Safety & Emergency

ristricted entry signCNM2 provides free training for lab members in order to fabricate devices both safely and effectively. Our training environment is relaxed but provides an extensive and thorough understanding of implemented engineering controls as well as  the hazards, how to avoid them, and how to mitigate them.

Each lab member will be trained in protocols regarding lab entry, chemical storage, disposal of materials, limiting exposure and personal protective equipment (PPE) as described in the chemical hygiene plan. Lab members must also take additional training in order to handle extremely hazardous chemicals such as concentrated acids, oxidizers, and toxins. Supplementary and refresher training is also available, and well utilized by many lab members.

In order to gain access into the cleanroom, users are required to take and pass a short test on our documented rules, safety protocols, and standard operating procedures (SOPs). Please read the following documents for the content of this test:

CNM2 SOPs

Take Home SOP Questionnaire

Listed in general SOPs: 

CNM2 Cleanroom Rules

Breadth of Hazards

Haz Waste Management

Labeling Experiments

Pouring and Mixing                           

PPE Choice and Cleaning         

Sharps           

Work Station Use

UptodateSOP082013 (1)

CNM2 Safety Training Documentation

CNM2 Chemical Hygiene Plan

 

Current SOPs: Available chemicals provided by NCNC

Acetic Acid | Ammonium Fluoride | Ammonium Hydroxide | BOE | Hydrochloric Acid (HCl) | Hydrofluoric Acid (HF)Hydrogen Peroxide | Nitric Acid | Phosphoric Acid | Potassium Hydroxide | Sulphuric Acid

Current SOPs: Common chemical mixtures 

Aqua Regia |PAN |Piranha | RCA1 | RCA2 | SulphoNitric    

Chemical Use

The chemicals used in the Center for Nano and Micro Manufacturing are extremely hazardous. Table 1 below lists some of the more common chemicals used in the lab and their concentrations.

Table 1: Concentrations of Common Chemicals in the Center for Nano and Micro Manufacturing
Chemical Type Chemical Concentration
Acids and Oxidizers Hydrofluoric Acid (HF) 49%
Hydrochloric Acid 40%
Sulfuric Acid 96%
Phosphoric Acid 86%
Nitric Acid 68%
Acetic Acid 100%
Hydrogen Peroxide 30%
Bases
Ammonium Hydroxide 29%
Potassium Hydroxide 45%
Solvents
Acetone 100%
Isopropanol 100%
Methanol 100%
Toluene 100%

These concentrations, necessary for microfabrication, are much higher than those found in conventional undergraduate chemistry labs. Many of these chemicals can cause severe damage to human tissue. Therefore, you must be alert and cautious when using these chemicals to avoid all contact with them. When you follow the safety procedures below, your risk of injury will be small. Tables 2 and 3 below show some common corrosive and flammable chemicals, respectively, used in the lab.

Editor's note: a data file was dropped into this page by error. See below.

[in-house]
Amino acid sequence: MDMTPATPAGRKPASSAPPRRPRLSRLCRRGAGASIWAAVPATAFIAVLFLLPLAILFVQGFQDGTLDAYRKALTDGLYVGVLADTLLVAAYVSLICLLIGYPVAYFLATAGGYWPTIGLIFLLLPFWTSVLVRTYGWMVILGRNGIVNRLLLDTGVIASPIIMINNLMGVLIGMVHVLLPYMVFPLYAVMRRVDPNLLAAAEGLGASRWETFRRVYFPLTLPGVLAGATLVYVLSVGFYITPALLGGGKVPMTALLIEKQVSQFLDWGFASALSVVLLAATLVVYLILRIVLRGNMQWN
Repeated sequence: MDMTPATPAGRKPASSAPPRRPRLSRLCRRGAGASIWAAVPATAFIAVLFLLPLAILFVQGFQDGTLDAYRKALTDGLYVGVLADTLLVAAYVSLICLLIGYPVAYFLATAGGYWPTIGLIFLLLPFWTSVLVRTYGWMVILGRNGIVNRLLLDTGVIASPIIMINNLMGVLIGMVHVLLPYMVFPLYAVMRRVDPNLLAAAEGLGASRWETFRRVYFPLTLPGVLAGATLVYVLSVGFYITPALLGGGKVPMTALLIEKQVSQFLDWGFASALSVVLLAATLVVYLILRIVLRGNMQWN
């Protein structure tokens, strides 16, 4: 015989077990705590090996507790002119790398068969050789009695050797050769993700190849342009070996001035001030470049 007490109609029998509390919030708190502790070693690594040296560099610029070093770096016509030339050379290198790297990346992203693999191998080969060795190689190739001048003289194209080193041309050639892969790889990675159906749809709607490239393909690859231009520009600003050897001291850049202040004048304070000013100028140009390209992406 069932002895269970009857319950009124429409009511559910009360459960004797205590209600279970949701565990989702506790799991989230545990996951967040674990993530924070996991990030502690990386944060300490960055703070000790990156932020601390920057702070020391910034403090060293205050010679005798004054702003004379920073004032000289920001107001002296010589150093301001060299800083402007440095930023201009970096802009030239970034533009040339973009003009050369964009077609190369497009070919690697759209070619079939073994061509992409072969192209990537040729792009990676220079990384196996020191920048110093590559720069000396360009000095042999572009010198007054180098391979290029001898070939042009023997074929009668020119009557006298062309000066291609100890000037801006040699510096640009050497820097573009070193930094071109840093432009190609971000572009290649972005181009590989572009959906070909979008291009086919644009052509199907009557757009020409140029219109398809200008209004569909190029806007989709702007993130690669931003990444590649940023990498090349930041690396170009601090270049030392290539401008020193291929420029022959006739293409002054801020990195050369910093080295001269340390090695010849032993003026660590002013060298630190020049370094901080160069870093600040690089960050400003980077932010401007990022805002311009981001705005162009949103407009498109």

Table 2: Some Corrosives Used in the Center for Nano and Micro Manufacturing
Chemical Type Chemical
Corrosives
Ammonium Fluoride
Ammonium Hydroxide
Buffered Oxide Etch; (BOE)
Hydrochloric Acid
Hydrofluoric Acid
Phosphoric Acid
Potassium Hydroxide
Resist Developer
Sulfuric Acid

 

Table 3: Some Flammable Chemicals Used in the Center for Nano and Micro Manufacturing
Chemical Type Chemical
Flammables
Acetone
Chlorobenzene
Methanol
Isopropanol
Resist Primer
Xylene

 

 

Bringing Chemicals into the Lab

The person (or persons) bringing a new chemical substance into the lab must provide the following to CNM2 Staff:

  1. Storage Compatability of ChemicalsA current Material Safety Data Sheet for the chemical (the only exception is when the chemical substance has been specifically synthesized for a research project);
  2. A completed Microfabrication Chemical Substance Tracking Form which contains:
    • where the chemical will be stored,
    • how and in what areas it will be used,
    • what waste products will be created by the process,
    • how the chemical and waste products will be stored, and removed from the facility.

Within 24 hours, CNM2 Staff will approve the chemical’s introduction to the facility, or schedule a meeting to clarify remaining issues. Once safety issues have been addressed to the satisfaction of the user and the facility manager, the chemical can be brought in.

Emergency and Evacuation Maps

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